Dealmaking + boards: Portfolio renewal to create value

  • Blog
  • 4 Minute Read
  • October 16, 2023

Michael Niland

US Divestitures Services Leader, PwC US


Maria Castañón Moats

Leader, Governance Insights Center, PwC US


According to a recent PwC survey, 40% of CEOs think their company will no longer be economically viable a decade from now if it continues on its current path. Many companies may need to transform their business in order to survive. Doing so efficiently requires understanding each business segment’s strategic fit and where value is generated — or potentially lost. An ongoing portfolio strategy review process can help management teams determine if they are an effective owner of a business and identify elements that may be a drag to shareholder returns. Portfolio reviews may also reveal areas where investment could drive additional upside.

Dealmaking is often a key output of the portfolio renewal process. A cohesive divestiture and reinvestment strategy can provide a faster route to achieving portfolio and operational goals than organic growth alone. It can help address key transformation imperatives such as diversifying supply chains, addressing sustainability concerns or scaling with new tech like generative AI (GenAI). The lack of a clear reinvestment plan, however, can inhibit companies from deciding to divest. Absent a reasonable alternative, executives can often be more prone to status quo bias and trying to fix a business that is not a strategic fit instead of divesting it. According to a recent PwC study of divestitures, 57% of the 2,500+ executive respondents who tried to fix a business unit said the unit’s value deteriorated or stagnated.

The early and continued involvement of boards can help articulate these plans. Most respondents told us their board is involved with the portfolio strategy review process at least annually, but the frequency of involvement ranged widely from ad hoc to annually. For companies with boards that participate in the process several times per year, the likelihood that those companies can optimize their portfolios for value through divestitures is three-and-a-half times greater than those with boards that participate once per year or less. Divestitures are an underused lever for value creation, although divestitures have proven to generate greater total shareholder return. For companies that announced a divestiture over the past decade, for instance, the median increase in stock price around the date of announcement was 3.8% compared to their industry index. The top 25% of these companies achieved double-digit stock price increases (above 10.4%) compared to their industry index.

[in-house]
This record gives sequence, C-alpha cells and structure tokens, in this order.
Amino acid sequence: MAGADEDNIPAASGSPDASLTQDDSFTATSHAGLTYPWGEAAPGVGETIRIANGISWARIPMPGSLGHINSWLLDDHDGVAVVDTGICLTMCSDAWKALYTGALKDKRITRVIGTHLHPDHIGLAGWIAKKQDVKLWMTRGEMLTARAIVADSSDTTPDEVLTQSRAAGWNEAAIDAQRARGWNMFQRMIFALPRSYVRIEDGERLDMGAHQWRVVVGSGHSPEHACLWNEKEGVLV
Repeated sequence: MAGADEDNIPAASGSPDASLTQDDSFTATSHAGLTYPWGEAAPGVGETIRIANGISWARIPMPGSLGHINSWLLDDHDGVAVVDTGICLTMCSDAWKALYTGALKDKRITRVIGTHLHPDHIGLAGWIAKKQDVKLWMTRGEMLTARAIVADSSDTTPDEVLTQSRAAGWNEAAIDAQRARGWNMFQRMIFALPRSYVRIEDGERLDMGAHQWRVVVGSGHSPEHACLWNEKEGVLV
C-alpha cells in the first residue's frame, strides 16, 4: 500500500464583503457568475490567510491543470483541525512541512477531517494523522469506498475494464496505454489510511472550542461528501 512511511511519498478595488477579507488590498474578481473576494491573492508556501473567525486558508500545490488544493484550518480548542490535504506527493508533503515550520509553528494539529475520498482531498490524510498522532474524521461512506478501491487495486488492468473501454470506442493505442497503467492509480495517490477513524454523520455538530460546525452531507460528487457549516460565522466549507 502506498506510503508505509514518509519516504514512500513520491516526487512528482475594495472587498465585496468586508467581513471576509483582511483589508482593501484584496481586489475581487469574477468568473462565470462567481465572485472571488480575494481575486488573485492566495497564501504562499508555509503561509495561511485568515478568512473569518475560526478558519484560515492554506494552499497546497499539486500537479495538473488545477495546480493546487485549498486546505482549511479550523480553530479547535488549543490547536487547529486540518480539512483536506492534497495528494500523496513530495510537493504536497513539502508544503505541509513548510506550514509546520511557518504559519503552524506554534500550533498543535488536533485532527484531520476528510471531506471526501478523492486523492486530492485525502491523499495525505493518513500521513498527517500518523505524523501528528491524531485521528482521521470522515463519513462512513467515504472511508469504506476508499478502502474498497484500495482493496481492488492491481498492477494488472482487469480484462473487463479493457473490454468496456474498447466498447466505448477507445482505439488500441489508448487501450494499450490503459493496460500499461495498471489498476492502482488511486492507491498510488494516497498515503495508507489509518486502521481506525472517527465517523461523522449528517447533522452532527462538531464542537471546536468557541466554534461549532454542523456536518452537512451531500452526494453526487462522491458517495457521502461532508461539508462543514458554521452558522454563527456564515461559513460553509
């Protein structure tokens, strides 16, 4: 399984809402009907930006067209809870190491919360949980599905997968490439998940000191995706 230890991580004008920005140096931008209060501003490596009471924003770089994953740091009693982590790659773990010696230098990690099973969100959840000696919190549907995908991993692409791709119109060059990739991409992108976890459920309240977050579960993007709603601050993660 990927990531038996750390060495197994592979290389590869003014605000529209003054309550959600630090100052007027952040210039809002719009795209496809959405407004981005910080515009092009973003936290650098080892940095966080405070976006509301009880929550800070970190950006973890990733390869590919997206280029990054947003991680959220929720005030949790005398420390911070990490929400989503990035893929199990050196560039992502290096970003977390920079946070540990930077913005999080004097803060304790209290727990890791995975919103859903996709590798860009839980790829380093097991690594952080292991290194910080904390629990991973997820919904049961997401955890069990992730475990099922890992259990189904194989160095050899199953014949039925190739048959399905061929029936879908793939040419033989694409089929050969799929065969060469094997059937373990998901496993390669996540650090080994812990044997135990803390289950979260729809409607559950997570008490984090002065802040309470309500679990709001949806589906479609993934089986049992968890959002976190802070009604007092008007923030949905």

Board involvement also helps accelerate the deal process. When boards are involved in portfolio review more than once per year, the probability that a decision to divest a business will take fewer than six months increases 21%. Our research shows that acting with speed increases the likelihood of a positive total shareholder return.

The key message is that boards need to be engaged. The degree of board involvement in the strategic portfolio review process has a significant positive impact on the likelihood that companies will make portfolio decisions key to the transformation process and the speed at which they accomplish these goals. Both of these are crucial to increasing the chances for value creation.

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